Today I will be looking at The New York Dog by Ms. Rachel Hale McKenna. My People tell me that this book was published last March, so I guess I’m a little tardy in getting around to this, but it’s not my fault I didn’t have a blog back then. Besides, if The New York Review of Books can run reviews eight months late, so can I.
This is a large, handsome book suitable for your coffee table (a/k/a the place I like to sit when my People are out of the apartment even though I pretend to follow their rules about not sitting on it when they are here). The author is a well-known human New Zealander female photographer whose previous books include The French Cat and The French Dog. Perhaps like everyone else in France a few years ago, Ms. Rachel then realized le epicenter of cool was in Brooklyn. In any event, her next project brought her to New York, where, as she describes, our strict leash laws made it a little more difficult for her to capture her subjects on the spur of the moment. Instead, she had to arrange photo shoots with the dogs’ human companions.
There is one major problem with Ms. Rachel’s book:
There are no pictures of me included.
I now present two incontrovertible facts:
- I, Albert, am a dog.
- I live in New York.
I refer you once again to the title of the book in question: The New York Dog. Given points 1 and 2, we must logically conclude that I, Albert, am a “New York Dog.” Why I am not included in this book thus remains a question that only Ms. Rachel or perhaps her publishers, Messrs. Stewart, Tabori & Chang, can answer. Perhaps my invitation to participate was lost in the mail.
Setting aside my dismay (I’m not one to hold a grudge) I have to say that I otherwise enjoyed this book very much. It has many photographs of all different sorts of dogs in a variety of New York settings—from the swank New York Palace hotel to the late, graffiti-decked 5 Pointz, from Chihuahuas who are carried around in handbags to pit mixes rescued off the street. You’ll see dogs of all stripes romping off-leash in the snow in Central Park and posing on brownstone stoops. Even Mr. William Wegman and his famous Weimaraners make a cameo appearance. You’d think with this range, there’d be room for a scruffy yet sophisticated, diminutive yet tough Manhattanite…but I digress.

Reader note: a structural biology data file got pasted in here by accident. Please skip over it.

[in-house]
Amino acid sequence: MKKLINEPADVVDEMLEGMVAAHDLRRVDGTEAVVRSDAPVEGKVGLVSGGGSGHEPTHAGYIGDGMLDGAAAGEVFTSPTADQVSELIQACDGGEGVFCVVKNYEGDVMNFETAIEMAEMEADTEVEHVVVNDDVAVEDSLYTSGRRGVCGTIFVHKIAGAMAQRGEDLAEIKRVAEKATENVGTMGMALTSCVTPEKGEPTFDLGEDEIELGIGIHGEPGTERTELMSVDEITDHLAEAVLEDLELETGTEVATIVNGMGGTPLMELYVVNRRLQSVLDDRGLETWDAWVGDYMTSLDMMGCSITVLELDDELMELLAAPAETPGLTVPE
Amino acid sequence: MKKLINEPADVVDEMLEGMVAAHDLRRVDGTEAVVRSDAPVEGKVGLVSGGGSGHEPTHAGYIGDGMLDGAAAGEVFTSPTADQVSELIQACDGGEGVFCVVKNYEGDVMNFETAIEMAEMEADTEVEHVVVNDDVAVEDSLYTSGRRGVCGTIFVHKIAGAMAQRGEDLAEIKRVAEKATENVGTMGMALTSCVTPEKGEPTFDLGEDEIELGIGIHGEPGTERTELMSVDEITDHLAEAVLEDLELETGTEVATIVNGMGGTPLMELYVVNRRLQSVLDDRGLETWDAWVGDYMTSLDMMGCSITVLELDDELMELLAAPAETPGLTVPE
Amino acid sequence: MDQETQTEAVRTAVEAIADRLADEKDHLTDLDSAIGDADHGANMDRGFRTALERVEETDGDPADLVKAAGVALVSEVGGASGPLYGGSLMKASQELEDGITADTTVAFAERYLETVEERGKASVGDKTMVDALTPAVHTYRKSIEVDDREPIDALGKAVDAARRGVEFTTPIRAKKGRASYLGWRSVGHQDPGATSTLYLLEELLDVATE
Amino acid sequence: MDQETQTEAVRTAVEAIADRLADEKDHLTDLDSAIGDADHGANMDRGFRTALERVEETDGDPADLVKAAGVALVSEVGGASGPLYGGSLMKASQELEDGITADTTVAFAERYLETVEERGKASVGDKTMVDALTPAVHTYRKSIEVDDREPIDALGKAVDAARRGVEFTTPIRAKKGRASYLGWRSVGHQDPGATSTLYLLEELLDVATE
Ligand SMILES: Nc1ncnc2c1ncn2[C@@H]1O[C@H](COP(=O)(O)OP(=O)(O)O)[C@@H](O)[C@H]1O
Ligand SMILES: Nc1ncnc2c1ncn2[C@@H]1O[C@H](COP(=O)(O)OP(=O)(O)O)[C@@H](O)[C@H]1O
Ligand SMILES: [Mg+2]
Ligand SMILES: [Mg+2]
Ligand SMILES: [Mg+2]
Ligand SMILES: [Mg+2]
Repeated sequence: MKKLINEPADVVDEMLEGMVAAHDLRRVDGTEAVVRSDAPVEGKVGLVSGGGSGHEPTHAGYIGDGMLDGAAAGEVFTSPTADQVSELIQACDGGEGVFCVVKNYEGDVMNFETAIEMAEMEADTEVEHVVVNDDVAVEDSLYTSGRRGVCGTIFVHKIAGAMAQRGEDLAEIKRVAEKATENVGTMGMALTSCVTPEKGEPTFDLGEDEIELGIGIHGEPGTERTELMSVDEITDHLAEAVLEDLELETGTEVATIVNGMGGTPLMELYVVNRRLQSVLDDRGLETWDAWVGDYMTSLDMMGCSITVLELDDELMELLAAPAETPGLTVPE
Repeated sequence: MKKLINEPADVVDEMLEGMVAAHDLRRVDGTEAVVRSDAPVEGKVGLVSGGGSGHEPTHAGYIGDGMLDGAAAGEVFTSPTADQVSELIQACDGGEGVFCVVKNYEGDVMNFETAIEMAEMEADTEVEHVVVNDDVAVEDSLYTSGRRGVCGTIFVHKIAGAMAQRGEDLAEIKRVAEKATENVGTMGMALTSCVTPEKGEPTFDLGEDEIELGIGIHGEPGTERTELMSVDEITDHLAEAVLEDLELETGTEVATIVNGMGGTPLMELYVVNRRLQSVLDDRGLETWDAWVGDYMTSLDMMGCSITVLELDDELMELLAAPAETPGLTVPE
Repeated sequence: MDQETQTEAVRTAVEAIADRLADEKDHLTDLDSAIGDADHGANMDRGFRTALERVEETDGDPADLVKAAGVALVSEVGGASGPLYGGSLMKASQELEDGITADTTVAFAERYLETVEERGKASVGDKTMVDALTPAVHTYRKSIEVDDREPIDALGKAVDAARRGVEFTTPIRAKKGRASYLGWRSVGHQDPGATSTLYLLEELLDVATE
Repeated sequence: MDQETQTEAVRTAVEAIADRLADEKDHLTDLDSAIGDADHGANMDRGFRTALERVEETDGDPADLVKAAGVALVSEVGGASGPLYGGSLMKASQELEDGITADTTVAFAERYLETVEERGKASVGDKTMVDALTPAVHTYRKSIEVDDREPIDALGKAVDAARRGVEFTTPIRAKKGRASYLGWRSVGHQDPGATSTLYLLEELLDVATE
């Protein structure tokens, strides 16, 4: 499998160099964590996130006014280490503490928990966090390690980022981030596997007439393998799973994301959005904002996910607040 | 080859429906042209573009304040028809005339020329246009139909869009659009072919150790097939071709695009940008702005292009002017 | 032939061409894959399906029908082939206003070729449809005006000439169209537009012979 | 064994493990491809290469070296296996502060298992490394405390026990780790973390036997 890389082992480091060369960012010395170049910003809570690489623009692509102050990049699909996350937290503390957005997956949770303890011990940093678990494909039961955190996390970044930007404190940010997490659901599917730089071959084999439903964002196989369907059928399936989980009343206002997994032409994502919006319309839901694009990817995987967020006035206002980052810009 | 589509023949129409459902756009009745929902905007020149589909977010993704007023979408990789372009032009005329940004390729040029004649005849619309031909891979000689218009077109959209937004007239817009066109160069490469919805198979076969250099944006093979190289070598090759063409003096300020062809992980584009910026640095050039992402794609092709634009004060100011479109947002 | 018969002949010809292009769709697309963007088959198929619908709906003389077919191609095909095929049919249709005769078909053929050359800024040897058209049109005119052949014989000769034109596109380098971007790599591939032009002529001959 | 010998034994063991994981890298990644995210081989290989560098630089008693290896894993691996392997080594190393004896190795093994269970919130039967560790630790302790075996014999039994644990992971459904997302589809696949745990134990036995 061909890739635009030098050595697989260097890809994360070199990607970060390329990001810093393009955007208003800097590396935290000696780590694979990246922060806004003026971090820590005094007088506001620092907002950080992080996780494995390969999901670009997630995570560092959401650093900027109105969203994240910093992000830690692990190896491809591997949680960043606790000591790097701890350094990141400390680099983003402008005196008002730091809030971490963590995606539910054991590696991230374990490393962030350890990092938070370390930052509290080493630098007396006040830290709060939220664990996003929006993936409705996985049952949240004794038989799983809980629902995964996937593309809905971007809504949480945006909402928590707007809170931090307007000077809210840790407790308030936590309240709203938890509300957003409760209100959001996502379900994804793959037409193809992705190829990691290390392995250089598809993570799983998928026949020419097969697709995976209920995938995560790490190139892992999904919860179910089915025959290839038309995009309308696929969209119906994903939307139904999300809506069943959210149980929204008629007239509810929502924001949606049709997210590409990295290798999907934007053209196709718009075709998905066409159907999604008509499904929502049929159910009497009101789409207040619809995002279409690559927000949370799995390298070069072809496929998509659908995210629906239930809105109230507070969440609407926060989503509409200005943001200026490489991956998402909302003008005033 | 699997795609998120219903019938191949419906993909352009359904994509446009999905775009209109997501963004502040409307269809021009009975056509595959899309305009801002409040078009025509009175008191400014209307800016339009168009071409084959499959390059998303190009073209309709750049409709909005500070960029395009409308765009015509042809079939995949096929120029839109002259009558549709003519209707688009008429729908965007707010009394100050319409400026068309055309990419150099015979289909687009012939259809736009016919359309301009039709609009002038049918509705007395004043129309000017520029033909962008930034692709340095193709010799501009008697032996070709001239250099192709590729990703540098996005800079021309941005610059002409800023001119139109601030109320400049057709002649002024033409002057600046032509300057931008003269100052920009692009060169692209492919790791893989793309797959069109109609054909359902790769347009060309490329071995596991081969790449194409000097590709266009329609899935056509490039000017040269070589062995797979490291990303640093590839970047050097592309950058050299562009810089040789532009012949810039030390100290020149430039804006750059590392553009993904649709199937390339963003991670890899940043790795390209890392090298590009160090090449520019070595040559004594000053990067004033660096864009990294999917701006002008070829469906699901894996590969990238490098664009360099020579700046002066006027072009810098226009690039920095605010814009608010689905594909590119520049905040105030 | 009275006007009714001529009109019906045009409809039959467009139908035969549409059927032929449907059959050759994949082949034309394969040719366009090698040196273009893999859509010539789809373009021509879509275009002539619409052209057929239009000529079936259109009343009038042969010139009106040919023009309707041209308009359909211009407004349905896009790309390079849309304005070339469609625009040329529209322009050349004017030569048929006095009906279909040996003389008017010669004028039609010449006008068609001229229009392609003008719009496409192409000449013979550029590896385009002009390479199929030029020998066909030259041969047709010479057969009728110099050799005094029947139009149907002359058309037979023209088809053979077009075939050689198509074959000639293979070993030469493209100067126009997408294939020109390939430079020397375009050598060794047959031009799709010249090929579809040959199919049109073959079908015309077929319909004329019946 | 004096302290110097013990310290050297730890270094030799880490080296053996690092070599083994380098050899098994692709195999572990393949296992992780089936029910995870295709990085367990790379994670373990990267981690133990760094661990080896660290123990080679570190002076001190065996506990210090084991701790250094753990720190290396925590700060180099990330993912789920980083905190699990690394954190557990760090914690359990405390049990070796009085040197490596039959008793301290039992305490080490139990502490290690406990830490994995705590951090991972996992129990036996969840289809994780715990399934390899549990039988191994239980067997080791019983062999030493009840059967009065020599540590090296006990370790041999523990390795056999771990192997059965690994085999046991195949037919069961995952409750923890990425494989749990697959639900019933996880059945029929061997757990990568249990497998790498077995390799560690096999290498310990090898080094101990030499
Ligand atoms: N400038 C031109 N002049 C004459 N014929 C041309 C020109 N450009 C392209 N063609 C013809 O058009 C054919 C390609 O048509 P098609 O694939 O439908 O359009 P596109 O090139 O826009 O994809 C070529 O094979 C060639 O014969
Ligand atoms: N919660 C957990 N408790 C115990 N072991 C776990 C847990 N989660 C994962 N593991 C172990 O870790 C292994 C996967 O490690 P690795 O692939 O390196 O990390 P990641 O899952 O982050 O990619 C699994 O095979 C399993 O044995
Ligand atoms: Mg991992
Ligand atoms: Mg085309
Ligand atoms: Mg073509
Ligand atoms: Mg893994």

Although this is mainly a photography book, there are some brief stories and quotations about New Yorkers and New York dogs scattered throughout. Ms. Rachel also shares a few behind-the-scenes notes about how she took some of the photographs. These narratives are brief yet evocative; if there was a “talks least, says most” award for dog books, this would be a worthy candidate. In particular, Broadway animal trainer Bill Berloni’s story about finding the first “Sandy” for the musical Annie and a Queens resident named Bobbie’s portrait of Oscar, the street dog who found him, pay touching tribute to rescued dogs and may have you humans reaching for your handkerchiefs.
With these well-chosen stories and artfully staged photographs, Ms. Rachel has managed to capture the spirit of the city and of its canine inhabitants and to show just how much we ennoble the lives of the bizarre humans who choose to live here. This is a worthy addition to any dog lover’s library.
I’m sure when she releases a second edition including me, this already remarkable book will be even better.
Ways in which this book is good: Beautiful photographs, variety of dogs and settings, not too many words, moving stories
Ways in which this book could have been better: Pictures of me, scratch-and-sniff inserts of important New York landmarks (highest garbage bag mountain, largest hot dog-water puddle, most-marked fire hydrant)
The New York Dog ($29.95 hardcover, Stewart, Tabori & Chang) is by Rachel Hale McKenna, foreword by Georgina Bloomberg.